Police torture victims in Illinois prisons may be losing their last chance to have their cases reviewed as lawmakers look to cut funding for the Illinois Torture Inquiry and Relief Commission.
The Commission was established a couple years ago to look into cases where men said they were tortured by former Chicago Police Commander Jon Burge and his subordinates. The commission can look at the cases of men who may have exhausted all their other legal options, and given what we now know about police torture, their once incredible claims now require a second look.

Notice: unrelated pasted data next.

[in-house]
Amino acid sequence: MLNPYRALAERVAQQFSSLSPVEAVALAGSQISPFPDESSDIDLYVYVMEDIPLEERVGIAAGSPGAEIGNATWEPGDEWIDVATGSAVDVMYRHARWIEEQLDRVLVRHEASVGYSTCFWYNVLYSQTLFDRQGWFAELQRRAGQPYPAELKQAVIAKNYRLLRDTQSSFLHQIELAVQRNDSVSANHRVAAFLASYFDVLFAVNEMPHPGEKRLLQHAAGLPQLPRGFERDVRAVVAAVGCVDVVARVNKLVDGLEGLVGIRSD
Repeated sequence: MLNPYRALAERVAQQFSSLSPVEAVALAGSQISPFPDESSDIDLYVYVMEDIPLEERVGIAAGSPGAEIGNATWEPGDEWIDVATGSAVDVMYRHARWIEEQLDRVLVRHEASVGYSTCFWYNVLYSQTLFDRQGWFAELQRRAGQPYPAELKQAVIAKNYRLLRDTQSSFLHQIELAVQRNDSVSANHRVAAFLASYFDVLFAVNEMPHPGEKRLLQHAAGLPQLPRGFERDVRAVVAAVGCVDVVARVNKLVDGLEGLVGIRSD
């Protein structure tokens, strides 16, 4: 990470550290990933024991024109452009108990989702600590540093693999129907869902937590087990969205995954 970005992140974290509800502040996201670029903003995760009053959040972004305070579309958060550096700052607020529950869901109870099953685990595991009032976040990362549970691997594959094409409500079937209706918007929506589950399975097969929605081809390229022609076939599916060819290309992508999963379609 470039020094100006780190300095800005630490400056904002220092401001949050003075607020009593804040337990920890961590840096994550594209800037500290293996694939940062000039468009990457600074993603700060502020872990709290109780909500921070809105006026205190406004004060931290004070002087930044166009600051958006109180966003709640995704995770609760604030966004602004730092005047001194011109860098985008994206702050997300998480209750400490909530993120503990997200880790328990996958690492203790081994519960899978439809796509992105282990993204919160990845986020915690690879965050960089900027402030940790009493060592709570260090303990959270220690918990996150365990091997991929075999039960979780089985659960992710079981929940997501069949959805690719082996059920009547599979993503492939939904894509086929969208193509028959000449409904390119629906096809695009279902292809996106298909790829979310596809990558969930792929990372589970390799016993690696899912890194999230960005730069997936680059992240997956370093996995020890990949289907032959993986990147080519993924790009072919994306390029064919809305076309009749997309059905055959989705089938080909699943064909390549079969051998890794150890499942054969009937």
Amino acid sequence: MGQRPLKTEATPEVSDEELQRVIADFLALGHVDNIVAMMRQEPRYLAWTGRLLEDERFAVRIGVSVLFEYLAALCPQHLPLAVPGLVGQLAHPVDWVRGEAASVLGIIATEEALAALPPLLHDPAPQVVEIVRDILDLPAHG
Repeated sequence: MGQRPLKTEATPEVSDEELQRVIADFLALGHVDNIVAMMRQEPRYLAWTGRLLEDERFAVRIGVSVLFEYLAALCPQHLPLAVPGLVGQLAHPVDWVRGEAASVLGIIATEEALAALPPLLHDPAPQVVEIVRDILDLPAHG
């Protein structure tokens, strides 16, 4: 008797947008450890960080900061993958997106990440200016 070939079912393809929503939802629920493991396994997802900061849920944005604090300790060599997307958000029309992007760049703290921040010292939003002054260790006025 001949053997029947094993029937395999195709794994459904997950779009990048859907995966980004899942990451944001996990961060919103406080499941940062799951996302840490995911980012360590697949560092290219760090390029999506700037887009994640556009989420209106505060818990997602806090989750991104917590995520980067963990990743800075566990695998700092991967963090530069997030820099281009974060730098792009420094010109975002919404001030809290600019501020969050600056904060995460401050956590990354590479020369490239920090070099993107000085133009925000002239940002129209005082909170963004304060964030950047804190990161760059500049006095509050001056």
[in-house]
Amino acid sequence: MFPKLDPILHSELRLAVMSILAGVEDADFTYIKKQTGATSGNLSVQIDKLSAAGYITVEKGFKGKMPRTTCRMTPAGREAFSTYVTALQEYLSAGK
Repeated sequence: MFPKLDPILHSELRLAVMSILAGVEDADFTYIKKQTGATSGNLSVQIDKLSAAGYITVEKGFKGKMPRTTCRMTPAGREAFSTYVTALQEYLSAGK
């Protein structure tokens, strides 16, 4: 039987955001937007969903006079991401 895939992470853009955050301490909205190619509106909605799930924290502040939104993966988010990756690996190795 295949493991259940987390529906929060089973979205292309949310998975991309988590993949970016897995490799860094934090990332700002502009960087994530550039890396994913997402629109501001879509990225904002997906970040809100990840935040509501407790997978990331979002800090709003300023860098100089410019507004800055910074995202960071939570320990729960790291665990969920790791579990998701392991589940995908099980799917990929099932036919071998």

The commission needs about 250 thousand dollars a year and the state is eliminating its funding says David Thomas, the commission's director.
“If we know that torture took place and we know that people are in prison as a result of that torture, how can we sit on our hands and not do anything,” says Thomas.
Thomas says about a hundred inmates are claiming they were tortured. He says the commission has investigated 40 cases and would need just two more years to investigate the rest. Of the nine cases completed Thomas says the commission denied the petitions of four inmates but affirmed that the convictions of five others rely on confessions that were coerced.